5 reasons why student loan forgiveness is a bad idea


Here are 5 reasons why student loan forgiveness is a bad idea, according to a leading Republican U.S. Senator.

Here’s what you need to know — and what it means for your student loans.

Student loans

Sen. Roy Blunt (R-MO), the top Republican on the Senate Appropriations Subcommittee on Labor, Health, and Human Services, delivered a speech detailed discourse on why large-scale student loan cancellation is bad policy. Among his arguments:

1. Canceling student loans disproportionately benefits the wealthiest Americans

First, Blunt notes that over 80% of Americans don’t have student loans. Why? Either they paid off their student loan or they never went to college. There are approximately 45 million student borrowers and approximately 250 million American adults. Notably, 60% of student debt is held by households earning more than $74,000 in annual income. Blunt says student loan forgiveness disproportionately benefits wealthier Americans. Are there individual student borrowers experiencing financial difficulty? Certainly. However, Blunt notes that the ability to go to college and earn a college degree is an asset that leads to higher income on average. As an alternative to canceling student loans, Blunt would prefer that Congress increase Pell Grants to reduce the cost of college education for financially vulnerable students. “The richest 40% of American households hold 60% of student loans,” Blunt said. “The bottom 40% have less than 20% of student loans. If you were to talk about that, maybe you should talk about—maybe we should talk about the bottom 40% income, and not basically the top 40% income, [with] widespread debt forgiveness.

2. Biden has no legal authority to cancel student loans

Second, Blunt says President Joe Biden does not have the legal authority to enact large-scale student loan forgiveness without congressional authorization. Senator Elizabeth Warren (D-MA) disagrees, noting that the Higher Education Act of 1965 granted the president (through the U.S. Secretary of Education) unlimited power to cancel an unlimited amount of student loan debt for an unlimited number of student borrowers. . However, Blunt says you don’t have to take his word for it. House Speaker Nancy Pelosi (D-CA) and Biden said the president does not have unilateral authority to cancel student loans. Rather, Congress must pass legislation or otherwise authorize the president to act on student loan forgiveness.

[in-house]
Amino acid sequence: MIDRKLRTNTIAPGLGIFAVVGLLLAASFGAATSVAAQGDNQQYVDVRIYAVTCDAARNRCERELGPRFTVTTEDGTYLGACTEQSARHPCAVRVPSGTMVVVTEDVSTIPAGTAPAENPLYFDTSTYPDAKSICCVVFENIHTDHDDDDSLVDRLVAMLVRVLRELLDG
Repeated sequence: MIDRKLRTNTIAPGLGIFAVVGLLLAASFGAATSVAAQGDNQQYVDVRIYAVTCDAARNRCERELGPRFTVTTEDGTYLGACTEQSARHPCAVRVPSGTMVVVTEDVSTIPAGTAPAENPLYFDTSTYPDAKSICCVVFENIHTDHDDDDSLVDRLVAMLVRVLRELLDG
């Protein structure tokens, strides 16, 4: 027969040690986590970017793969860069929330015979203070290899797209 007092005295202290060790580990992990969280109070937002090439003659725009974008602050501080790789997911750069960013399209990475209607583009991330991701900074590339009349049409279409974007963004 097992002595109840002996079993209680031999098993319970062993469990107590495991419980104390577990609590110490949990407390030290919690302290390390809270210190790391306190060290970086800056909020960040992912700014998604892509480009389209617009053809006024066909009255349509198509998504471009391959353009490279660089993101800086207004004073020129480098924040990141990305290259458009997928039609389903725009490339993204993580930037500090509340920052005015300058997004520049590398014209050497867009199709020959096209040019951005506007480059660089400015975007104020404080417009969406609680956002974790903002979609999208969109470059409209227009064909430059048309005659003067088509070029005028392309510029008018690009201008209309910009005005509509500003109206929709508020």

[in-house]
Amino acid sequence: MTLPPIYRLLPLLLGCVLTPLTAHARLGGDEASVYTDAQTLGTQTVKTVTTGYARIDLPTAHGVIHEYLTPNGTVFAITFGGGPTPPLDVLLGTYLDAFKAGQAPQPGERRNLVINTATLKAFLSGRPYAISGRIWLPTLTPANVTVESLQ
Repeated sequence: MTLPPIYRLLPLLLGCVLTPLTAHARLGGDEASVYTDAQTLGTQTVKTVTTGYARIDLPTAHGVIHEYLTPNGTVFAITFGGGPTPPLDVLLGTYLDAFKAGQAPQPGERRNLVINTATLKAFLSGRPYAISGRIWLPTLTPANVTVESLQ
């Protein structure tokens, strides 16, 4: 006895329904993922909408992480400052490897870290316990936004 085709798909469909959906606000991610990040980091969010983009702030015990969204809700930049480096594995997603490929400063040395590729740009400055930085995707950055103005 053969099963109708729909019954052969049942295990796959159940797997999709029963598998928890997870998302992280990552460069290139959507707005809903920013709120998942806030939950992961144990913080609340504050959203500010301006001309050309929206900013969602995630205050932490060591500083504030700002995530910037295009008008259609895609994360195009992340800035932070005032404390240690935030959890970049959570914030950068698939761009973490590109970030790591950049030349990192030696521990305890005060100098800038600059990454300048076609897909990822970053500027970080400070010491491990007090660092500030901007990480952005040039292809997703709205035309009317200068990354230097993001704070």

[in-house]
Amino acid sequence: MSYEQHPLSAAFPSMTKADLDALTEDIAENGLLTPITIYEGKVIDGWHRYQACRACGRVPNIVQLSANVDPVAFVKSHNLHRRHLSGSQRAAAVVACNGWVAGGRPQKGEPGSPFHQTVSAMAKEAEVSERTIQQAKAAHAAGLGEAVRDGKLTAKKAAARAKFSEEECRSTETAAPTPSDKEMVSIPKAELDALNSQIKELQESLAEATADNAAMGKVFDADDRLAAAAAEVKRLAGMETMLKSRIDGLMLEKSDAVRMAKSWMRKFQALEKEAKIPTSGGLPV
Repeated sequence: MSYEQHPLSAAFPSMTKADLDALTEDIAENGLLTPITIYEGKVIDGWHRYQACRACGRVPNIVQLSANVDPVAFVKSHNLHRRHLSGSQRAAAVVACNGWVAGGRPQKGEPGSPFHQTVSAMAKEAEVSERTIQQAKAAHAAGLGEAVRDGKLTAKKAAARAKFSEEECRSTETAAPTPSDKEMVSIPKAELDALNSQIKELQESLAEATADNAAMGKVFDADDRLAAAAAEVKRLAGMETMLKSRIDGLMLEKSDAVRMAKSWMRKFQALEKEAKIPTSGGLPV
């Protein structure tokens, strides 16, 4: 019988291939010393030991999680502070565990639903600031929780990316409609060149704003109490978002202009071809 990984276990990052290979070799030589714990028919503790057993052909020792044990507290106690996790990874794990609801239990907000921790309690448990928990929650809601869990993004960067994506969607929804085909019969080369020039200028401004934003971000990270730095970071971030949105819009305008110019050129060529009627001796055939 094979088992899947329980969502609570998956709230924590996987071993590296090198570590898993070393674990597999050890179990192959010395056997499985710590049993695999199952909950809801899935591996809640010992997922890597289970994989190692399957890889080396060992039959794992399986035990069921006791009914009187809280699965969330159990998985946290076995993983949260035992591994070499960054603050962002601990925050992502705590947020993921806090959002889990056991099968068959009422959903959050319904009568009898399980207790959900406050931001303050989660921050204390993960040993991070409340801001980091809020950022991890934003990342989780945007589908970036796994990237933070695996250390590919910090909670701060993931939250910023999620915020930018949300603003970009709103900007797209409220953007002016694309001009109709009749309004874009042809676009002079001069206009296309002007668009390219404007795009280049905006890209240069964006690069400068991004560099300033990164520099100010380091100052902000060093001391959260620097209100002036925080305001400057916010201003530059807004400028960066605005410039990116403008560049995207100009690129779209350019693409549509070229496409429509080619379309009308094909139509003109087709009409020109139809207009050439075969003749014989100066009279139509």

3. Biden has shown no commitment to large-scale student loan cancellation

Third, Blunt notes that despite the rhetoric of canceling $10,000 in student loans for borrowers, the Biden administration has not prioritized large-scale student loan cancellation. Yes, Biden has forgiven $25 billion in student loans since becoming president. This student loan cancellation, however, targeted specific borrowers, such as government employees or borrowers with permanent disabilities. Blunt notes that Biden did not include any requests for large-scale student loan forgiveness in his latest legislative budget. Last week, US Education Secretary Miguel Cardona met with Blunt and his colleagues on Capitol Hill to discuss the education budget, but it didn’t include any student loan requests. There are several student loan forgiveness proposals in Congress, but Blunt says the president hasn’t sent a proposal, which a friendly Democratic colleague could introduce and then the Senate could debate. While Democrats control the Senate, for example, Senate Majority Leader Chuck Schumer (D-NY) didn’t even pass large-scale student loan cancellations in the Senate.

4. Biden should cut inflation rather than cancel student loans, which can increase inflation

Fourth, Blunt says large-scale cancellation of student loans could increase inflation. “What Americans really need right now is relief from the crippling inflation we’re seeing, not more bad policies that pump more money into the economy and drive up inflation. on an even higher level,” Blunt said. If the economy is doing so well, Blunt asks, then why is the president potentially spending over $300 billion to forgive student loans, which benefits the wealthiest Americans? Blunt also questioned why student loans would be forgiven rather than mortgage debt, credit card debt or auto debt.

5. Canceling student loans will not reduce the cost of education

Fifth, Blunt asserts that large-scale student loan forgiveness increase the cost of college. Why? Future student borrowers will take student loans and think they won’t have to pay them back. This sends the wrong message about personal responsibility, argued Blunt.

Proponents of large-scale student loan forgiveness claim that large-scale student loan forgiveness provides multiple benefits. This includes economic stimulus, disparity reduction, and financial assistance for student borrowers to get married, start a family, buy a home, save for retirement, or start a business. With temporary student loan relief ending soon, Biden could decide the future of student loan forgiveness in the coming weeks or months. Until then, be sure to focus on your student loan repayment game plan. Start here when considering all of your student loan options:

Student Loans: Related Reading

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